Deans' stroke musings

Changing stroke rehab and research worldwide now.Time is Brain!Just think of all the trillions and trillions of neurons that DIE each day because there are NO effective hyperacute therapies besides tPA(only 12% effective). I have 493 posts on hyperacute therapy, enough for researchers to spend decades proving them out. These are my personal ideas and blog on stroke rehabilitation and stroke research. Do not attempt any of these without checking with your medical provider. Unless you join me in agitating, when you need these therapies they won't be there.

What this blog is for:

Shortly after getting out of the hospital and getting NO information on the process or protocols of stroke rehabilitation and recovery I started searching on the internet and found that no other survivor received useful information. This is an attempt to cover all stroke rehabilitation information that should be readily available to survivors so they can talk with informed knowledge to their medical staff. It's quite disgusting that this information is not available from every stroke association and doctors group.
My back ground story is here:http://oc1dean.blogspot.com/2010/11/my-background-story_8.html

Monday, January 9, 2017

The Walnuts and Healthy Aging study (WAHA): Protocol for a Nutritional Intervention Trial with Walnuts on Brain Aging

You'll have to ask your doctor which nuts are best and how much to eat.

New research shows almonds reduce the risk of heart disease

Go Nuts to Age Well: 6 Benefits of Nuts for Older Adults

Nuts and peanuts, but not peanut butter, may protect against death from cancer, heart disease, respiratory disease, and other major causes

 

 


http://journal.frontiersin.org/article/10.3389/fnagi.2016.00333/abstract
Sujatha Rajaram2, Cinta Valls-Pedret1, Montserrat Cofan1, Joan Sabaté2, Mercè Serra-Mir1, Ana M Pérez-Heras1, Adam Arechiga2, Ricardo P Casaroli-Marano1, Socorro Alforja1, Aleix Sala-Vila1, Mónica Doménech1, Irene Roth1, Tania M Freitas-Simoes1, Carlos Calvo1, Anna López-Illamola1, Ella Haddad2, Natalie Kazzi2, Lynnley Huey2, Joseph Fan2, Edward Bitok2 and Emilio Ros1*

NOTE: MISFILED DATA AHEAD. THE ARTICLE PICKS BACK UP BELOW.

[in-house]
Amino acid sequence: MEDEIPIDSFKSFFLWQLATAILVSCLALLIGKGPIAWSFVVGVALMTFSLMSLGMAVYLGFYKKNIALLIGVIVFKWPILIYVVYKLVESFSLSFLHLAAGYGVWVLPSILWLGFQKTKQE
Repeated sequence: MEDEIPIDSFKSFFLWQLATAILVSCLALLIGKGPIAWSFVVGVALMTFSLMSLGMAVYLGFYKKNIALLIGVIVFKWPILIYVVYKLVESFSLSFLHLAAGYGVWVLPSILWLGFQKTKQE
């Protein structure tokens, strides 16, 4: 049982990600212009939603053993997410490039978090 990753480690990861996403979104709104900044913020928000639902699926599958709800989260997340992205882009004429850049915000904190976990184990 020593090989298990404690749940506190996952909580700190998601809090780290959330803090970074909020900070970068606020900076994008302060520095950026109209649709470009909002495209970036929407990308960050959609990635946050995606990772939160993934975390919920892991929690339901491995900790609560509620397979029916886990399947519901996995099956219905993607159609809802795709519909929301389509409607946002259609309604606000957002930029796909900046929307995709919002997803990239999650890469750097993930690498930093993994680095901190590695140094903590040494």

• 1Hospital Clínic de Barcelona, Spain
  • 2Loma Linda University, USA
Introduction: An unwanted consequence of population aging is the growing number of elderly at risk of neurodegenerative disorders, including dementia and macular degeneration. As nutritional and behavioral changes can delay disease progression, we designed the Walnuts and Healthy Aging (WAHA) study, a two-center, randomized, 2-year clinical trial conducted in free-living, cognitively healthy elderly men and women. Our interest in exploring the role of walnuts in maintaining cognitive and retinal health is based on extensive evidence supporting their cardio-protective and vascular health effects, which are linked to bioactive components such as n-3 fatty acids and polyphenols.
Methods: The primary aim of WAHA is to examine the effects of ingesting walnuts daily for 2 years on cognitive function and retinal health, assessed with a battery of neuropsychological tests and optical coherence tomography, respectively. All participants followed their habitual diet, adding walnuts at 15% of energy (~30-60 g/d) (walnut group) or abstaining from walnuts (control group). Secondary outcomes include changes in adiposity, blood pressure, and serum and urinary biomarkers in all participants and brain magnetic resonance imaging in a subset.
Results: From May 2012 to May 2014, 708 participants (mean age 69 years, 68% women) were randomized. The study ended in May 2016 with a 90% retention rate. Discussion: The results of WAHA might provide high-level evidence of the benefit of regular walnut consumption in delaying the onset of age-related cognitive impairment and retinal pathology. The findings should translate into public health policy and sound recommendations to the general population. (ClinicalTrials.gov identifier NCT01634841).
Keywords: cognitive decline, Alzheimer’s disease (AD), age-related macular degeneration (AMD), dietary intervention, walnuts, randomized trial, Aging
Citation: Rajaram S, Valls-Pedret C, Cofan M, Sabaté J, Serra-Mir M, Pérez-Heras A, Arechiga A, Casaroli-Marano R, Alforja S, Sala-Vila A, Doménech M, Roth I, Freitas-Simoes T, Calvo C, López-Illamola A, Haddad E, Kazzi N, Huey L, Fan J, Bitok E and Ros E (2016). The Walnuts and Healthy Aging study (WAHA): Protocol for a Nutritional Intervention Trial with Walnuts on Brain Aging. Front. Aging Neurosci. 8:333. doi: 10.3389/fnagi.2016.00333

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